The NCME implementation involved key preliminary activities that needed cross-sector consultations. These activities involved capacity building as well as consultative technical preparations of the NCME tools and methodology. In September 2015, ACCORD, in partnership with the PBO, organised a training on Conflict Analysis for Conflict Mappers and Analysts. The participants targeted were those who were anticipated to play key roles in the data collection and analysis of the NCME. Later, in October 2015, ACCORD, in collaboration with the PBO and the Liberia Institute of Statistics and Geo-Information Services (LISGIS), conducted a workshop on the Development of Conflict-mapping Tools. This workshop focused on advancing the mappers’ knowledge and content of the mapping exercise, the methodology, the questionnaire and the use of the personal data assistants (PDAs). The workshop included mock interviews and pilot testing of the questionnaire with randomly selected individuals at non-sampled sites in the vicinity of the training venues. After pilot-testing the questionnaire, it was revised to some extent to ensure optimal clarity. The questionnaire that was developed was then subjected to months of consultations between the PBO and different peacebuilding stakeholders in Liberia, so as to ensure that it captured the pertinent issues holistically, as intended. Such consultations are crucial in ensuring that the findings of a mapping process are seen as legitimate especially amongst key programmatic stakeholders and beneficiaries.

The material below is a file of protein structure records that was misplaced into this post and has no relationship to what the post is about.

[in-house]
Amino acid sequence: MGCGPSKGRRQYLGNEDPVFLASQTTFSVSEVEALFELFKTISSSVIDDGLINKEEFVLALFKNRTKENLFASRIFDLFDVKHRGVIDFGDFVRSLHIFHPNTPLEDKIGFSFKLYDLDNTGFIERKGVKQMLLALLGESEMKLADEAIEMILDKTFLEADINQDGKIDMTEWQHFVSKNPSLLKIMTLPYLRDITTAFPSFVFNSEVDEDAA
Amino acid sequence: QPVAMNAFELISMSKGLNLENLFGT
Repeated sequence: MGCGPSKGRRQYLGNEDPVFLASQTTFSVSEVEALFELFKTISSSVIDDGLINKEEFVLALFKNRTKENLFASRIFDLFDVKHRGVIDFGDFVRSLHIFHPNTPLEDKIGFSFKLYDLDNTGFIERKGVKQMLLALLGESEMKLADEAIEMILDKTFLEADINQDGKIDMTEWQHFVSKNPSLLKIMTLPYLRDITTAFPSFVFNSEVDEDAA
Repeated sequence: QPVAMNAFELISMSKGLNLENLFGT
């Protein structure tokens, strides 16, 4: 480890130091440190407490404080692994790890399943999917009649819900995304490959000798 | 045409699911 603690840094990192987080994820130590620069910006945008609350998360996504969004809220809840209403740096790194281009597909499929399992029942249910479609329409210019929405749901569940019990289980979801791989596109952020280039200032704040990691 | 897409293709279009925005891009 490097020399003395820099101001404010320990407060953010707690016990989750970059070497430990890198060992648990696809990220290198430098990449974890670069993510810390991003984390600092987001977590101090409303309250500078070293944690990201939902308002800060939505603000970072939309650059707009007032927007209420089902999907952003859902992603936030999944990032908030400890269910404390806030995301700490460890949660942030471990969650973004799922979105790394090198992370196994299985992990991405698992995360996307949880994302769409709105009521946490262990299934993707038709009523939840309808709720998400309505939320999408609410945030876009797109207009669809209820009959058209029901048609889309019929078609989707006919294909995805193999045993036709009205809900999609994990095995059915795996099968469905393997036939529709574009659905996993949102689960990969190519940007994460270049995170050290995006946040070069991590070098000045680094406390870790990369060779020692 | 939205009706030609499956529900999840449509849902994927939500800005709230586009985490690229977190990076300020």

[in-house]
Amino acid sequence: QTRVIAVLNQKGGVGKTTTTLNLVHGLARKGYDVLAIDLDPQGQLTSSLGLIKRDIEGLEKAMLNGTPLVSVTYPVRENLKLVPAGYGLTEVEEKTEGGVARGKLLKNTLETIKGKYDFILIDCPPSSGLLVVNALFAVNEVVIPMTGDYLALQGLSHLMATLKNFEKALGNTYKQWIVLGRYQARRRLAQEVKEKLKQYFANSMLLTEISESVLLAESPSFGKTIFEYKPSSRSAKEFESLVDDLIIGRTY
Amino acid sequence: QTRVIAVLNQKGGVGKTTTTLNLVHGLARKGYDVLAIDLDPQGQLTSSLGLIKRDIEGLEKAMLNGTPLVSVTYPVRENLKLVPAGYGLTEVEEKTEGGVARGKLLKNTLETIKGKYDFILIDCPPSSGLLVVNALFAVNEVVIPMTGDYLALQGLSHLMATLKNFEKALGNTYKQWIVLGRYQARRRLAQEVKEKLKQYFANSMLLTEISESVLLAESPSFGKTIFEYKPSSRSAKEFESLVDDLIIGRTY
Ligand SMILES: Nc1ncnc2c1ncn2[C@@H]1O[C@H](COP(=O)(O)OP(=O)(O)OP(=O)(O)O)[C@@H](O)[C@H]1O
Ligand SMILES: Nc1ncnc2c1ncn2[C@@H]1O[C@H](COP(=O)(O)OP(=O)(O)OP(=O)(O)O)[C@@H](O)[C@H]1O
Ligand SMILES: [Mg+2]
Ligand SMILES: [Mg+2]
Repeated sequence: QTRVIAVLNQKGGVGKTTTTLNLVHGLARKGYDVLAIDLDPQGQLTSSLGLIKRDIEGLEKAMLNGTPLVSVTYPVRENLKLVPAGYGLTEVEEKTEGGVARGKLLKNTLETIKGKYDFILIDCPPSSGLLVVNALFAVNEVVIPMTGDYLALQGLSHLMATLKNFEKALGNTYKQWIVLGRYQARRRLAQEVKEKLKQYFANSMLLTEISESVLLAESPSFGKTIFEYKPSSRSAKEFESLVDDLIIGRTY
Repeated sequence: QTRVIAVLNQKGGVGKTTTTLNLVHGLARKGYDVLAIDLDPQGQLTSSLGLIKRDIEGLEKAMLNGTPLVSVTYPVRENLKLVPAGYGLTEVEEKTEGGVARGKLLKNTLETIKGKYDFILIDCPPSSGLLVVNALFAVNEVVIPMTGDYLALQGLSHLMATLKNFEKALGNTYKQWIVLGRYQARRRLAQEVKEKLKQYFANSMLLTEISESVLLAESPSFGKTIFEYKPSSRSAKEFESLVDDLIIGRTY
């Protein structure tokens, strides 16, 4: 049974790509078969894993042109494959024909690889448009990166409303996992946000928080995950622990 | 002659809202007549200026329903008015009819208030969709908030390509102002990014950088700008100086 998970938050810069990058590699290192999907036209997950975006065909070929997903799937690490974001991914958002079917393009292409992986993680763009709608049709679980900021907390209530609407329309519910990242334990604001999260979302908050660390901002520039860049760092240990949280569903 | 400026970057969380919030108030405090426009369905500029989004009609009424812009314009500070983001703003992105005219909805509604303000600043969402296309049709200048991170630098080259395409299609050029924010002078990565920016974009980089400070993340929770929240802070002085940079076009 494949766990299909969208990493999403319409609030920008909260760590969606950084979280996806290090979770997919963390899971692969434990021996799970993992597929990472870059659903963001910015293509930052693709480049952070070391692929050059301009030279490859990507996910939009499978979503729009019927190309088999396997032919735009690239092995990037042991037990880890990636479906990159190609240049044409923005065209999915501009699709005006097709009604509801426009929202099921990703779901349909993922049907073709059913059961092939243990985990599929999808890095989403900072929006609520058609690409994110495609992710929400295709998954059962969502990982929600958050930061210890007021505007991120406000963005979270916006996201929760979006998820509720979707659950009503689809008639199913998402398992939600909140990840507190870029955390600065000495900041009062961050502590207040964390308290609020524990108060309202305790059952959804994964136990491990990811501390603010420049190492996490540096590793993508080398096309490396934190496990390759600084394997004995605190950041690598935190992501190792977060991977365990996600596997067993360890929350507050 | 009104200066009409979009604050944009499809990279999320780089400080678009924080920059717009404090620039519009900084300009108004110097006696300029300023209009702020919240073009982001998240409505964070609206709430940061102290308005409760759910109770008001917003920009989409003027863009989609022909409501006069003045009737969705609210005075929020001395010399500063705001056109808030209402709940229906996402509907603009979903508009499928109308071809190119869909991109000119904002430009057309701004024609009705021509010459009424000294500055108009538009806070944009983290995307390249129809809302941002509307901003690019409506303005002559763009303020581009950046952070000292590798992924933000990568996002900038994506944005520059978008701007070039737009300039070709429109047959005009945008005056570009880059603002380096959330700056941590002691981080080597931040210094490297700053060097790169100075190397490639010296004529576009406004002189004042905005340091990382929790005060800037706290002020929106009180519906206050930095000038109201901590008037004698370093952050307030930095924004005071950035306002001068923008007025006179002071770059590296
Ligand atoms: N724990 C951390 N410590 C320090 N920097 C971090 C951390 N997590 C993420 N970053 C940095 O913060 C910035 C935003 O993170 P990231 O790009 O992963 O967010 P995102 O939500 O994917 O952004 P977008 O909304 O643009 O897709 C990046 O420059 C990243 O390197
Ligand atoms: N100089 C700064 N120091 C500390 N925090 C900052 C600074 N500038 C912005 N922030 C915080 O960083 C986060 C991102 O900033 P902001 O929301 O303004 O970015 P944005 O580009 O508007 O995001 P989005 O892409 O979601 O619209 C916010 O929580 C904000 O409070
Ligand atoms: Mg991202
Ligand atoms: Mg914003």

The development of the methodology was a consultative process, and the PBO led the engagements with key peacebuilding actors in Liberia on how to make it effective. The recommendations from these consultations placed an emphasis on designing the NCME through systematic and empirical processes to identify and analyse conflict fault-lines and potential conflict drivers, in order to aid peacebuilding actors in designing intervention strategies that are context-specific and sensitive to each situation. The NCME’s aim was noted as leading to the better understanding of the different views and sentiments voiced by the people of Liberia, relative to different conflict issues or drivers.